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Browsing named entities in a specific section of The Photographic History of The Civil War: in ten volumes, Thousands of Scenes Photographed 1861-65, with Text by many Special Authorities, Volume 4: The Cavalry (ed. Francis Trevelyan Miller). Search the whole document.

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Philip Henry Sheridan (search for this): chapter 2
s armies in the spring of 1864. On April 4th Sheridan had been given charge of all the cavalry. Hebattle at Todd's Tavern, and in part at least Sheridan's earnest desire became fulfilled. The battlrings us to the very edge of the water, where Sheridan's troopers were getting their mounts into shampaign which followed these preparations that Sheridan had his famous interview with Meade, in which cavalry be immediately concentrated and that Sheridan proceed against the Confederate cavalry. On nd officers and men. The close of the war saw Sheridan at Appomattox with fifteen thousand cavalrymes horse. Union supply train. Just before Sheridan came, 1864: the eighteenth Pennsylvania cavalof March, these troopers rested in Camp until Sheridan left for his Richmond raid on May 9th. A monecond Brigade. Some of these men had been on Sheridan's Richmond and Trevilian raids. This shows tield required about 500 new horses every day. Sheridan's force alone required 150 new horses a day d[1 more...]
Fitzhugh Lee (search for this): chapter 2
as an independent corps to fight the Confederate cavalry. Though they had been relieved of much of the arduous picket duty that they formerly performed, they were still considered as auxiliaries, to protect the flanks and front of the infantry. On May 7th Grant's army advanced with a view to taking Spotsylvania Court House. Thus was precipitated the cavalry battle at Todd's Tavern, and in part at least Sheridan's earnest desire became fulfilled. The battle was between Hampton's and Fitzhugh Lee's commands of Stuart's cavalry and Gregg's division, assisted by two brigades of Torbert's division under the command of General Merritt. After a severe engagement the Confederate cavalry broke and were pursued almost to Spotsylvania Court House. This photograph shows some of the Federal horses recuperating at Belle Plain Landing before this cavalry engagement on a large scale. The cavalry were in clover here near the tents and ships that meant a good supply of forage. There was no su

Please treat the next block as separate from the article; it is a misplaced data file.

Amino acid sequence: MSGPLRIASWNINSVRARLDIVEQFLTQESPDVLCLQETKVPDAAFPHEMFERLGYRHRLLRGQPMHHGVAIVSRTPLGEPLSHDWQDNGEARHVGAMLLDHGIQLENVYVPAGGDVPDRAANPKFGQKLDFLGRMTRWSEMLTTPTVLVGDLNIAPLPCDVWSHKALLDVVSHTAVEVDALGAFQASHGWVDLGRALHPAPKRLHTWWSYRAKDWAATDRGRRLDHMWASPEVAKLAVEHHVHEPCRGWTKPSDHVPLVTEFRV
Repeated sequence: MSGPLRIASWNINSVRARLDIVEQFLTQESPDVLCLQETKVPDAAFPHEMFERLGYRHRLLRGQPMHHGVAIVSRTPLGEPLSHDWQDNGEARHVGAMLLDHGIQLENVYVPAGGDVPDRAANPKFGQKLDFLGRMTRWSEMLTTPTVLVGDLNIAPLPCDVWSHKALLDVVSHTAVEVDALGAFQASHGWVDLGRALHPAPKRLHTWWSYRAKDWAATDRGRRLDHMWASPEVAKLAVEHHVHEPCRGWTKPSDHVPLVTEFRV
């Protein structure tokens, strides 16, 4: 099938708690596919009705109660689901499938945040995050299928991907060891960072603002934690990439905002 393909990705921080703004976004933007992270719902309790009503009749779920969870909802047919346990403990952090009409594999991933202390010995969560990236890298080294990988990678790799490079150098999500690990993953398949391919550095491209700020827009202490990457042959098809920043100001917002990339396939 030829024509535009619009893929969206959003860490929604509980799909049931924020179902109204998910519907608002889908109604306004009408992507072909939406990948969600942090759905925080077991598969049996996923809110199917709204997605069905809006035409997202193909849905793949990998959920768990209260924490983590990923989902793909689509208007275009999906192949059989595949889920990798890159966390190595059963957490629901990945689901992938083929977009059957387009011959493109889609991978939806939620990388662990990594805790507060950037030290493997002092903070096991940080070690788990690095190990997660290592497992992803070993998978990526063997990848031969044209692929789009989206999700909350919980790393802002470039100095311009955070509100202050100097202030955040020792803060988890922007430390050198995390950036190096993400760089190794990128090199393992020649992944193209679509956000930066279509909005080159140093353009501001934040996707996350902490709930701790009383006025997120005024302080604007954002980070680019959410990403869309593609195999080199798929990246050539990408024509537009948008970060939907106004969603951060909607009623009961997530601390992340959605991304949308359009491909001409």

Wesley Merritt (search for this): chapter 2
rmerly performed, they were still considered as auxiliaries, to protect the flanks and front of the infantry. On May 7th Grant's army advanced with a view to taking Spotsylvania Court House. Thus was precipitated the cavalry battle at Todd's Tavern, and in part at least Sheridan's earnest desire became fulfilled. The battle was between Hampton's and Fitzhugh Lee's commands of Stuart's cavalry and Gregg's division, assisted by two brigades of Torbert's division under the command of General Merritt. After a severe engagement the Confederate cavalry broke and were pursued almost to Spotsylvania Court House. This photograph shows some of the Federal horses recuperating at Belle Plain Landing before this cavalry engagement on a large scale. The cavalry were in clover here near the tents and ships that meant a good supply of forage. There was no such loafing for horses and men a little later in that decisive year. The Belle Plain cavalry: a closer view. This photograph brin
S. S. Grant (search for this): chapter 2